Once during my army service in the reserves, we were on the border with Egypt, and we had a couple of cases where we needed to prevent weapons- and drug dealings. Once there was a terror group, or perhaps they were Bedouins (to this date, we still don’t know, what they were). They were trying to run away, but we tried to chase them. We didn’t catch them, but in that moment, I realized that I had courage. I wouldn’t go and hide. Courage isn’t always good, but I had it, so I think that if I would have been in a terror attack, I would help immediately – knowing myself.
I know how I experience it [the conflict], how Israelis on our side experience it, although I don’t view myself as a representative for everyone. It’s nonetheless important for me to know what they [Palestinians] think and how they see the solution [to the conflict], because there is a solution. It begins in education and politics. That is why I have gone into education, and politics.
I don’t know what they do on their side. If I need to demonstrate I will. If I think something is not moral, I’m the first to fight for it. And yes, I am wondering, what they [Palestinians] are doing, because most of the immoral things happen on their side, in my eyes at least, if we look at the terrorist who commits suicide and a child who stabs. It’s not moral.
When I was a commander, and I gave a weapon to a soldier, I told him very clearly when to shoot and when not to shoot. All of these are basic things. You shouldn’t always use your weapon, when you see something [suspicious]. You need permission. From the time that you see something until the time that you can shoot, you may need three or four clearances. You can’t just do something without the approval [in the army], unless it’s something that really can’t wait – for example, if you see a terrorist on the ground with something in his hand – then it’s either him or me. But when there is something in the “grey zone,” you will need a clearance before you can shoot.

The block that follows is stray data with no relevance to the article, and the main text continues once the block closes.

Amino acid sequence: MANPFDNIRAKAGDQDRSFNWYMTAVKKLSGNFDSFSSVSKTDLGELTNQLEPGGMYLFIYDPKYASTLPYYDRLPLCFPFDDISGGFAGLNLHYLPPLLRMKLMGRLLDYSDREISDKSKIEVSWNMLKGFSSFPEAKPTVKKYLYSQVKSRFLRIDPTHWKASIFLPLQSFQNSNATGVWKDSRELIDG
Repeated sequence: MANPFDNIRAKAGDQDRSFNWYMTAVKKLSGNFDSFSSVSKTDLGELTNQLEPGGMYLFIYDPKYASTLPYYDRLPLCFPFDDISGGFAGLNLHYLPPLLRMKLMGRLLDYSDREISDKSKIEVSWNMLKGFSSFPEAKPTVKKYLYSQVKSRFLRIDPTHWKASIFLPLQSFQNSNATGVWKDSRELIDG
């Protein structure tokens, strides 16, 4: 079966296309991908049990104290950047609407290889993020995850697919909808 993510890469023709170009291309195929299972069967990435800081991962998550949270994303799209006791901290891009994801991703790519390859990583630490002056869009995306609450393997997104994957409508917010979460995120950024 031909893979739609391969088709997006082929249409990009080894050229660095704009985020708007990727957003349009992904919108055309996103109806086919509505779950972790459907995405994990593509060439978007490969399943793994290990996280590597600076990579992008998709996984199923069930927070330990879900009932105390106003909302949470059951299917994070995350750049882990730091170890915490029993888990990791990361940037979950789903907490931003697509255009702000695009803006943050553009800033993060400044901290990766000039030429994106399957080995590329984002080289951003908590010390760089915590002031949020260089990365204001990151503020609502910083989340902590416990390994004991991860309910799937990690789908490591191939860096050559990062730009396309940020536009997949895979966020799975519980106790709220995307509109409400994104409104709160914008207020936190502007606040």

If I could, I would meet Palestinians, especially the youth. I do call, however, those who live in East Jerusalem, Arab-Israelis. I know that they want this [Palestinian] identity, but for me the term “Palestinian” isn’t valid. They are former Jordanians. If they want a Palestinian identity, then they should take it then and live under the authority of Israel.
Occupation or no occupation – for me it [calling themselves Palestinians] makes less sense.
But I would love to speak to the youth, especially in East Jerusalem, and to see what their feelings are, why they feel like this, to try and change what they think, in terms of how it’s better here [in Israel]. I don’t think it’s good for a kid to take a knife and stab someone, but it happens, and it’s incitement. A kid won’t just go and do it haphazardly. He needs to be aware and he should have been taught certain things, because our children won’t do it, because they get something else.
And I think that women have power, and that is why it’s important for me to know what they [Palestinian women] say, because if they thought like me, I think that the youth there would be different. Although their society is more patriarchal, and the father may have more power in some ways, the women have a lot of power, especially at home. They spend a lot of time with the children. A woman has a verbal capacity. That’s why there are more female teachers.
I speak to Arab women less often, but sometimes I’ll speak to Arab men when I’m in Jaffa. I think that if you compare the Arabs living in Israel to those living in the West Bank, there is a big difference. They don’t have the same basis, but again, I am ready to speak with everyone. I like to talk – to someone who wants to talk.
I don’t know too much. I just live in a different area. I don’t know, if I’m different [than Palestinian women]. Maybe I have more social possibilities in my country, and they live as a minority in the territories [Palestinian territories/West Bank]. If they became a part of Israel, then perhaps they would have the same possibilities.
But from what I see and know, I think that as women, they don’t have the same possibilities, because it’s a more closed society. It’s more difficult for women. You see it here [in Israel] with honor killings. It happens mostly within the Arab community, although I do believe there is a change.
But we are all the same. We are human beings with values, faith, and the will to live. There is no difference. We all have noses and ears. We just have different values, perhaps, and different cultures, but it’s the same basis.
I Need To Fight
I would want to see things differently. I would want that Hamas didn’t control Gaza, or at least that Hamas would recognize Israel as a Jewish state, and maybe then it would be easier to reach peace.